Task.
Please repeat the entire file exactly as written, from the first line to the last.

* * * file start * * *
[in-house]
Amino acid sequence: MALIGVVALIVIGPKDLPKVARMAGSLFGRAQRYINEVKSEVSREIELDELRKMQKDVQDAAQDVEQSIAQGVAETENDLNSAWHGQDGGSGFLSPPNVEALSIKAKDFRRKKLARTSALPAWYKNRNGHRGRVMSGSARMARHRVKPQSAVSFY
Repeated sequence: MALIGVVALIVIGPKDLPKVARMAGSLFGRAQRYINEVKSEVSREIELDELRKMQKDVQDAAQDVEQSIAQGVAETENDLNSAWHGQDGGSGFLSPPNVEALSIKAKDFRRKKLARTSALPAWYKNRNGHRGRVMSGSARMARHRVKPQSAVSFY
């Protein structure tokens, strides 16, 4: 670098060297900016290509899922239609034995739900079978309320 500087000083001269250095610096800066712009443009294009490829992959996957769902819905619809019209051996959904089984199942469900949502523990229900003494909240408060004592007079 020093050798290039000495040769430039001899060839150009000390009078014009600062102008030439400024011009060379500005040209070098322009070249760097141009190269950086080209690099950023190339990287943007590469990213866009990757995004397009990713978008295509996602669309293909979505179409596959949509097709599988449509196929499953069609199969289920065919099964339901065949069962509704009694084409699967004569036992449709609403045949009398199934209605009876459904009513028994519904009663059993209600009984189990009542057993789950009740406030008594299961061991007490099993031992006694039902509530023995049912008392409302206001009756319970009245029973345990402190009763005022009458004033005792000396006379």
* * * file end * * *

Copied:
[in-house]
Amino acid sequence: MALIGVVALIVIGPKDLPKVARMAGSLFGRAQRYINEVKSEVSREIELDELRKMQKDVQDAAQDVEQSIAQGVAETENDLNSAWHGQDGGSGFLSPPNVEALSIKAKDFRRKKLARTSALPAWYKNRNGHRGRVMSGSARMARHRVKPQSAVSFY
Repeated sequence: MALIGVVALIVIGPKDLPKVARMAGSLFGRAQRYINEVKSEVSREIELDELRKMQKDVQDAAQDVEQSIAQGVAETENDLNSAWHGQDGGSGFLSPPNVEALSIKAKDFRRKKLARTSALPAWYKNRNGHRGRVMSGSARMARHRVKPQSAVSFY
């Protein structure tokens, strides 16, 4: 670098060297900016290509899922239609034995739900079978309320 500087000083001269250095610096800066712009443009294009490829992959996957769902819905619809019209051996959904089984199942469900949502523990229900003494909240408060004592007079 020093050798290039000495040769430039001899060839150009000390009078014009600062102008030439400024011009060379500005040209070098322009070249760097141009190269950086080209690099950023190339990287943007590469990213866009990757995004397009990713978008295509996602669309293909979505179409596959949509097709599988449509196929499953069609199969289920065919099964339901065949069962509704009694084409699967004569036992449709609403045949009398199934209605009876459904009513028994519904009663059993209600009984189990009542057993789950009740406030008594299961061991007490099993031992006694039902509530023995049912008392409302206001009756319970009245029973345990402190009763005022009458004033005792000396006379």